Designing or revamping your Web site?
Here are some best practices you’ll want to read before getting started!
There is a ton of information out there on copywriting for the Web, designing beautiful sites that your visitors will love and designing sites that will drive the leads and sales you need. Sometimes it can be hard to decipher all of this information. Below is a list of best practices I’ve learned along the way for designing an effective Web site that will please both your customers and your CFO!
Let’s talk about copywriting first.
Rule #1: Every page should have a headline.
Research shows that visitors read the page headline before looking at any image or reading any other text on the page. That means that your headline needs to be compelling so they’ll read further.
Rule #2: Write copy that sells
Don’t bore your readers up front with detailed descriptions of how your product is made or every intricate detail of the product specs, first and foremost tell your reader what’s in it for them. Your copy should be filled with the benefits of purchasing your product or service. You can provide the product details in a secondary position which can be read once they want your product and are anxious to learn more!
Rule #3: Show your value
Your visitors want to know that they are getting a good deal, no matter how much they are paying. Show them the value they are getting from your product and why it is such a good deal. If you are selling something to another business, this value might be a cost-savings to them, less hassle or even a way to help them make more money!
Rule #4: Talk about them not you
Visitors don’t care when you were founded, how large your plant is or how hard you’ve been working to bring them this cool, new product. They care about themselves. Talk about what your product can do for them.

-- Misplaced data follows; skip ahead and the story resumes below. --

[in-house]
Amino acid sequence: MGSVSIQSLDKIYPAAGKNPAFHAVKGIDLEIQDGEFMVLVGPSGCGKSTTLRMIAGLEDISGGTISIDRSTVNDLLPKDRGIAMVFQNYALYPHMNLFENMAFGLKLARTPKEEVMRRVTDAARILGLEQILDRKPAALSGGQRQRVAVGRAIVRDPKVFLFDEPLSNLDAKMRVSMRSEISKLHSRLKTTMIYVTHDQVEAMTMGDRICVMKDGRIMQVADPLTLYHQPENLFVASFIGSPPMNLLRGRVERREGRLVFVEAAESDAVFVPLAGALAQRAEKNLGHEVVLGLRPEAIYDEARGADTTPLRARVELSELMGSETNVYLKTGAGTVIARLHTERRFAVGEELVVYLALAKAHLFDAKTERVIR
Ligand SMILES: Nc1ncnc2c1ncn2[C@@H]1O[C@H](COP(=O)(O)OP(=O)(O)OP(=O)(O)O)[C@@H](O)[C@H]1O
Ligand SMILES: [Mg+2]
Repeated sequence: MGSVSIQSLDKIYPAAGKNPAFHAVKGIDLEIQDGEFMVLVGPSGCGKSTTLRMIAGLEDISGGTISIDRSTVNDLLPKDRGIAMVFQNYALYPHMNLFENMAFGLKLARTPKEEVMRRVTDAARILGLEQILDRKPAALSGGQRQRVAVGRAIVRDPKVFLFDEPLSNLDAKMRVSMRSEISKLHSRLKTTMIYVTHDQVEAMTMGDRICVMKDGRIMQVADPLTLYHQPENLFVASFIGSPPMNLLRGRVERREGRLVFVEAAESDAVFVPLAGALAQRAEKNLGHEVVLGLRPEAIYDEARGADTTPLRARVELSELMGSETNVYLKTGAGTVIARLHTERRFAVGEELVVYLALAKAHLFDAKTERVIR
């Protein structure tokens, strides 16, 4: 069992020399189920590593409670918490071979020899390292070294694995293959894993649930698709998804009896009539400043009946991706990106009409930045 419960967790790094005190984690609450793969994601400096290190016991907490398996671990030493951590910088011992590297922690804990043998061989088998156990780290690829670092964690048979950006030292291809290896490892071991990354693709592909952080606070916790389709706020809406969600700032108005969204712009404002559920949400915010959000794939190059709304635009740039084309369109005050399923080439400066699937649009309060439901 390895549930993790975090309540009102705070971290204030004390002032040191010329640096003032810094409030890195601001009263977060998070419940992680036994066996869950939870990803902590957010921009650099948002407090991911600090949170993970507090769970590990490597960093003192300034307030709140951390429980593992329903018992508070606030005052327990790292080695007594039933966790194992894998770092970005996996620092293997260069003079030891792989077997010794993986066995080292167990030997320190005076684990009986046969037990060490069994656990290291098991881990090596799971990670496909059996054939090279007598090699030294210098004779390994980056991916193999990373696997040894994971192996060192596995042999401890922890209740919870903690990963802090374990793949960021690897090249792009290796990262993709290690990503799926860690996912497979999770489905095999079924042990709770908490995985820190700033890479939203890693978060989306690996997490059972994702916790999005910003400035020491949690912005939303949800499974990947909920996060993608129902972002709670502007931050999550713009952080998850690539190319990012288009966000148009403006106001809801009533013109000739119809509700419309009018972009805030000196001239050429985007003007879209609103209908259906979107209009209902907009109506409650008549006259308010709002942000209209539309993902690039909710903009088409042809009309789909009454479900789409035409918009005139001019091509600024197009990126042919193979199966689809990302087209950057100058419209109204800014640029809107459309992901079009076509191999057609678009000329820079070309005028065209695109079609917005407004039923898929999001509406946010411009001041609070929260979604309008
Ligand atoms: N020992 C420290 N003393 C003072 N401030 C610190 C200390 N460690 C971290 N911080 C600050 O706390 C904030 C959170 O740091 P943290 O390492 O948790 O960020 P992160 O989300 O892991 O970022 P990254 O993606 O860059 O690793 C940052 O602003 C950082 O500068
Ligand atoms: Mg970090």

Rule #5: Repeat the important parts
Research shows that we only absorb about 40% of what we read. So, if you have something important to say, say it on your Web page several times. Don’t worry about being redundant; the most important thing is getting your selling message across.
Now that you have the copy written, how do you place it on the page and how do you incorporate images and other graphics to support your message without going overboard?
Having a pretty Web site design is nice but no guarantee that you will convert visits into leads or even sales.
The average visitor will only spend 10 seconds on your site. So, it is critical that they see the information they are looking for and that the benefits stand out immediately.
It is also critical that your site be designed with your customer in mind. If you are the low price leader, then the site should reflect this brand. If your customer is looking for a professional, upscale option, then your site should reflect this type of store.
According to recent research, Web Visitors start at the top left of the page then slowly move to the right. They focus on the text more than the images or graphics. Keep this in mind when placing your headlines and body copy. Also, see the sample Google Heat Map for more information on this below.
Rule #6: Keep it Simple
When placing your text and graphics on your Web site, less is more. Having some white space on the page makes your site easier to navigate and also is visually pleasing. If your site is cluttered, your visitor will leave. Take out any unnecessary graphics that aren’t needed to support your selling message.